Get in touch with churned customers directly

We pointed out that you need to figure out the cause of churn before you try to solve it. That is why you must analyze your existing customers and customer service to determine more exactly where the problem is.

It may be tempting to simply gather data with things like customer exit surveys. But this may cement the idea that your company doesn't want to directly speak to customers. Instead, try contacting churned customers by phone or email and directly ask them about their experiences.

This is a good idea for two reasons: first, it provides the most direct way to learn what has driven your previous customers away. Second, the very act of reaching out to your customers directly underscores their importance.

The key to getting this strategy right, however, is to actually listen to what your customers are saying and make changes. It's also important to communicate the changes you're making to your business and why you're making them – this kind of transparency goes a long way in letting customers know that you're taking their feedback into consideration. If what they're asking for can't be done, such as an additional feature to your product, let them know why and what they can do instead to get around the issue.

 

Educate customers

If you're hearing from too many churned customers that they're leaving because they don't understand enough about your product, it's time to start publishing more educational content.

For example, you might already have a brief product demo on your site. But consider adding a frequently asked questions section as well as instructional videos on how to best use the product. Your blog is also an excellent resource to use: make sure to publish regular blog posts about your product, as well as detailed product updates.

Approach everything from a customer-centric perspective: that means asking yourself what might confuse your newest customers. Even if something seems obvious to you, it might not be obvious to the end user.

It's also crucial to use clear, simple language. If you use a lot of jargon, complicated expressions or region-specific metaphors, you might only further alienate customers – no one wants to decipher a handful of jargon and buzzwords when they're looking for a solution to a real problem.

 

Increase customer engagement

At this point, you hear the term "customer engagement" so often that it may feel like nothing but a buzzword. In reality, though, better customer engagement is at the heart of any strategy to reduce churn.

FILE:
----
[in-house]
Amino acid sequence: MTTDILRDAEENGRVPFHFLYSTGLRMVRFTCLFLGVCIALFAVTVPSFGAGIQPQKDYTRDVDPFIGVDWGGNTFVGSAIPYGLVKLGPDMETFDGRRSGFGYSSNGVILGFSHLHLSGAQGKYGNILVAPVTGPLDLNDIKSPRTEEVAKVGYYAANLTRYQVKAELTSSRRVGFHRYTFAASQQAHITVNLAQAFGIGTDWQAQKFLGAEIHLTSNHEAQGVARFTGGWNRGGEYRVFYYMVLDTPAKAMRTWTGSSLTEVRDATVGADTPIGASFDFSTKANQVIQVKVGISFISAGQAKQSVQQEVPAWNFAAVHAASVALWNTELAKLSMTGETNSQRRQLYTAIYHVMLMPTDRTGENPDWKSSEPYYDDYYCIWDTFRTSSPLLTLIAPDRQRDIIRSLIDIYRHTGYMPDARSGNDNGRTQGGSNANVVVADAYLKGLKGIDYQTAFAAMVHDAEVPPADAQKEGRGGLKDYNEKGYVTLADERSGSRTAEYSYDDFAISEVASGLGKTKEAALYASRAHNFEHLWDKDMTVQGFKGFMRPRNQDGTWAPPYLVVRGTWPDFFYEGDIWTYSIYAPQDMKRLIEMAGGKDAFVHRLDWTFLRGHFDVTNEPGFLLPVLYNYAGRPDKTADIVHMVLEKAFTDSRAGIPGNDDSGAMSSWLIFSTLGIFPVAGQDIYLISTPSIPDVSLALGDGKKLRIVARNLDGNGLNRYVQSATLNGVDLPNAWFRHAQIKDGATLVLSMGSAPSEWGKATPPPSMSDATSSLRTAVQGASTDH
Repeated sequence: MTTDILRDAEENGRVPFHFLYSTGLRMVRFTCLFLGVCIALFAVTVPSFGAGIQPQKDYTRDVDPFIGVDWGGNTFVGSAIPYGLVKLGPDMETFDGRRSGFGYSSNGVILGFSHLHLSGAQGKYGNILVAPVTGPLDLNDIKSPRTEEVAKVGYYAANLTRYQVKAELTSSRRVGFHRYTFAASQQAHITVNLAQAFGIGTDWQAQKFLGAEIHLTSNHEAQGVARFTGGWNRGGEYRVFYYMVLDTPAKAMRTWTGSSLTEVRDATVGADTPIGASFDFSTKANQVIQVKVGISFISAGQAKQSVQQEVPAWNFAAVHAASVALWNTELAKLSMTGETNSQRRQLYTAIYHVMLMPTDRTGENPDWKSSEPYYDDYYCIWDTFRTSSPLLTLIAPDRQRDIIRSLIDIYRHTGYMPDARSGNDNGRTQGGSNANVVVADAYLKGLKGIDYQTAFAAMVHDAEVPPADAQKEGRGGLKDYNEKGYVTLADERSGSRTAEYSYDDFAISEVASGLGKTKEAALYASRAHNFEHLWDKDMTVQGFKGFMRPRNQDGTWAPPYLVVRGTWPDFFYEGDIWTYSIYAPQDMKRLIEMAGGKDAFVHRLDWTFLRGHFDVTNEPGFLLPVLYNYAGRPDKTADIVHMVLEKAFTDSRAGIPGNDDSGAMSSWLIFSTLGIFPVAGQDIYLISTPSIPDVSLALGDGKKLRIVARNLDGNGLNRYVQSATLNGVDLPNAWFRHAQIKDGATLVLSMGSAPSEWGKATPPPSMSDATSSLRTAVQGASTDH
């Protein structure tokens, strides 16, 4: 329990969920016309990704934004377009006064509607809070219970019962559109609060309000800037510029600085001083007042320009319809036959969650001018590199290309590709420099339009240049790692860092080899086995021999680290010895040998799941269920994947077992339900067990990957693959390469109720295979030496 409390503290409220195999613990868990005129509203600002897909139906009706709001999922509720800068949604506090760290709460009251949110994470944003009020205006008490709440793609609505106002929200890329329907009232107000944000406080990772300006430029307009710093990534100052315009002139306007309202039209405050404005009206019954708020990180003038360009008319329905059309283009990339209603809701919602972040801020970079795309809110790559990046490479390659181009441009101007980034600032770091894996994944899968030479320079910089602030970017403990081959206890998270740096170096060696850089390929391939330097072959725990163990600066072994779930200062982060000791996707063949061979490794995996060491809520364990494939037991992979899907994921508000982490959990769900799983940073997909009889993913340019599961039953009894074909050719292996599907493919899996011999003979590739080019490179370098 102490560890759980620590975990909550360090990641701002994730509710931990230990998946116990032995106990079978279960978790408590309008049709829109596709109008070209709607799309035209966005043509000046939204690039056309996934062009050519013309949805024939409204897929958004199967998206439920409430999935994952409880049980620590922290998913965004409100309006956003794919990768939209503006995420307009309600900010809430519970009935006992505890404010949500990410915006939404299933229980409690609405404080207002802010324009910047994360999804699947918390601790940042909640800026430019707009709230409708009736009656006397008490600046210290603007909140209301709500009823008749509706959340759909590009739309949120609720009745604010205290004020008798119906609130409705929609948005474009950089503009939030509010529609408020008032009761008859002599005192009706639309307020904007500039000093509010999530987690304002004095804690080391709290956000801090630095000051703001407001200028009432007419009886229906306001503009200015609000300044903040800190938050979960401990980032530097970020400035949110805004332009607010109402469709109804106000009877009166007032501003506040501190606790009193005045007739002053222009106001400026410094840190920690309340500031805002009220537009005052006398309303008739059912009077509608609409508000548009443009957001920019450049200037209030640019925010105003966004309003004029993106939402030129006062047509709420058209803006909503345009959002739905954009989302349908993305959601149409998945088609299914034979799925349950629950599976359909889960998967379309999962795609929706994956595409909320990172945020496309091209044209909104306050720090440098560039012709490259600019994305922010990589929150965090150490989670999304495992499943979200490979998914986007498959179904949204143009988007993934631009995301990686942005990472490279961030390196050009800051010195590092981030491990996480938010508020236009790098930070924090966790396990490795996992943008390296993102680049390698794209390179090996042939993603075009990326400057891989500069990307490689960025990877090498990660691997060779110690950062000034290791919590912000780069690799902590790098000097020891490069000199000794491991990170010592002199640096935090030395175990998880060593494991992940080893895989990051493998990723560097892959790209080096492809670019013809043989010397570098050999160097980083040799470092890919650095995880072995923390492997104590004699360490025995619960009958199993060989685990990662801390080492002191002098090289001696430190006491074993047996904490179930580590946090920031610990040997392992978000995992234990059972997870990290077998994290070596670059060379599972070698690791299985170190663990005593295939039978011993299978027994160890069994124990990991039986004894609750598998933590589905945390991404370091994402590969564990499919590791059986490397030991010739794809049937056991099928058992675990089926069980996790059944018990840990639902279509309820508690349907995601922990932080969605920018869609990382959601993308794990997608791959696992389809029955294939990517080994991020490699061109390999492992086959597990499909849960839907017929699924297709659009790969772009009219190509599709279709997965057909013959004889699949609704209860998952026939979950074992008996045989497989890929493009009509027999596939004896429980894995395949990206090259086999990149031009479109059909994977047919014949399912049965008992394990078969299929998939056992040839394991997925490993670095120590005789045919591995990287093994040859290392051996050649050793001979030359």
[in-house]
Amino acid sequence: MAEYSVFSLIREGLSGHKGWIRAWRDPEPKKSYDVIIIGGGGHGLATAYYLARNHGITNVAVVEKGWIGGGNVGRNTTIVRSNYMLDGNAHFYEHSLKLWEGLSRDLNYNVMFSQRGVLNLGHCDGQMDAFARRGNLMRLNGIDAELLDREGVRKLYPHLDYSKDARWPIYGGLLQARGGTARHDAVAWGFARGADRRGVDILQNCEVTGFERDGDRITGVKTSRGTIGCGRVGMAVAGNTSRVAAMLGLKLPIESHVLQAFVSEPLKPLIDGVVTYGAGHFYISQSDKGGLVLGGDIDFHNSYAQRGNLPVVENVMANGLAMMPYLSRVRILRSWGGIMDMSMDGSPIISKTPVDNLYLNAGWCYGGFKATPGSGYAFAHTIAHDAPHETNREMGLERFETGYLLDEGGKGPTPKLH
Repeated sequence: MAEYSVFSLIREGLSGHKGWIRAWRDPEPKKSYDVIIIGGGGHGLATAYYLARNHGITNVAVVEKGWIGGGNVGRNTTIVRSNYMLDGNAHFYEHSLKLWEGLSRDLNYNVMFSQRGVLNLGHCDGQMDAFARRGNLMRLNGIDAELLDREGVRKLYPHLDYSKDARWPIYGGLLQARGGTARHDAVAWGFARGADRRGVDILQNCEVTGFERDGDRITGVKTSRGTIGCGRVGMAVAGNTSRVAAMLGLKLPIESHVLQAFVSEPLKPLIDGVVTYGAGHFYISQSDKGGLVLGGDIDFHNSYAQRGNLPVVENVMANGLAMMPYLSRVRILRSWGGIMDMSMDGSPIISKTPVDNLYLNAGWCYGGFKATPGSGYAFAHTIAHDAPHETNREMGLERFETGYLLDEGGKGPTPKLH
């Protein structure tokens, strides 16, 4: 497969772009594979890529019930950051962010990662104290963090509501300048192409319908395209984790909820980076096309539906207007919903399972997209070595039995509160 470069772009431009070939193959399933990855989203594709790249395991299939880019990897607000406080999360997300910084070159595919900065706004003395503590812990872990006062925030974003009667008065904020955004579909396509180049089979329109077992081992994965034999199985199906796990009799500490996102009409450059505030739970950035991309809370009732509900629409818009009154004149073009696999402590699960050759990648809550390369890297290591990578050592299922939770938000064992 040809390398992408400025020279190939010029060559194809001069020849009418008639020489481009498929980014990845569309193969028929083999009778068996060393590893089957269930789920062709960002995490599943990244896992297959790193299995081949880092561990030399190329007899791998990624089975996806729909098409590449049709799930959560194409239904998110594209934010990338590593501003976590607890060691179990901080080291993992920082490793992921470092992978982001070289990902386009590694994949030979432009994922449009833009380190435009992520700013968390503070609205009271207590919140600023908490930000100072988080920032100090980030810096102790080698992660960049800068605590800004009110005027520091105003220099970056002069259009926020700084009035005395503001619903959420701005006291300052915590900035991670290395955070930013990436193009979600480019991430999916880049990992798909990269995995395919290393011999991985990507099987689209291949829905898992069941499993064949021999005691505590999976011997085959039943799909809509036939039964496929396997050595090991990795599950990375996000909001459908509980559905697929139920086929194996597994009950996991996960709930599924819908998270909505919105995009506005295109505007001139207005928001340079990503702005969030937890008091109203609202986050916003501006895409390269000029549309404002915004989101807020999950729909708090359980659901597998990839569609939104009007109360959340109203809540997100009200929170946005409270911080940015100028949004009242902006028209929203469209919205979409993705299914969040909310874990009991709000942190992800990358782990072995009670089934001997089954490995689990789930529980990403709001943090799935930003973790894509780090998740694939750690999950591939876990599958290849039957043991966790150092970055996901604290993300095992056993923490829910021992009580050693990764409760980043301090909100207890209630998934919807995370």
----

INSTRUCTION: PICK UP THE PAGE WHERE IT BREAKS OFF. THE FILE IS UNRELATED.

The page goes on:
Basic engagement means keeping customers in the loop about your products. This might come in the form of product updates, company news, newsletters, and even upcoming deals.

Customer engagement can also come from email marketing. This tried-and-true marketing strategy still works well, and it forms the cornerstone of most company's relationship marketing strategies. Email is likely to be the first touchpoint with new customers, after all, so you want to make sure you do it right.

And one of the best customer engagement strategies comes from social listening. This means monitoring references to your company across different social media platforms. You can selectively respond to these mentions to keep customers engaged and stay on their minds, even as you keep your finger on the pulse of people's sentiment about your company.

 

Identify churn risk

Some customers are at a higher risk of churning than others. In order to best utilize your resources, you should identify and focus on those who are most at risk and prevent churn before it happens.

You can start by identifying customers that haven't contacted you or purchased anything for a while. You can also identify any customers who have reached out for additional information and were accidentally overlooked.

It's also crucial to keep an eye on customer surveys, bad reviews and negative feedback. Identify customers who have reacted badly to your product or services, reach out to them directly, and respond to their concerns as soon as possible.

Simply reaching out to these customers via phone or email may be enough to bring them back into the fold. Or if they tell you what drove them away, you can take the opportunity to make things right.

Whatever you learn from these at-risk customers, you can use this to improve your marketing and customer service across the board.

 

Keep in touch with your loyal customers

While it's important to identify your at-risk customers and reach out to them, it is just as important to identify your most valuable customers. You also need to know what you're doing right, after all.

These are customers who shop frequently, take advantage of special offers, and generally exhibit a high level of engagement with your company. And it's in your company's best interest to go the extra mile in terms of offering the best service and support for these customers, as well as looking at what they like most about your company. You can use this information to set yourself apart from competitors and increase your value proposition.

 

Keep your customer data in sync between tools

Having accurate, up-to-date customer data in front of you at all times is key to increase your retention rates and put your customers front and center. The more you know them, the better you can serve them!

To ensure your customer care teams always operate with comprehensive and enriched customer data, use PieSync to sync your data between your customer support, sales and marketing apps, two ways and in real time.

This enables customers to have their questions answered promptly, allows customer service representatives to lighten their workload so that they can focus on solving more complex issues, and helps the company to spend less while offering more. It's an all-around win, no matter how you look at it.

Get started with a PieSync free trial to streamline your customer service and optimize your business results.

About Luna Campos

Luna is a writer and editor with experience in tech & creative media. She has come from Brazil to London to Ghent to join the PieSync team and sprinkle it with a bit of extra magic. She lives and breathes words, and uses her creativity and quirkiness to create amazing content for PieSync on all fronts.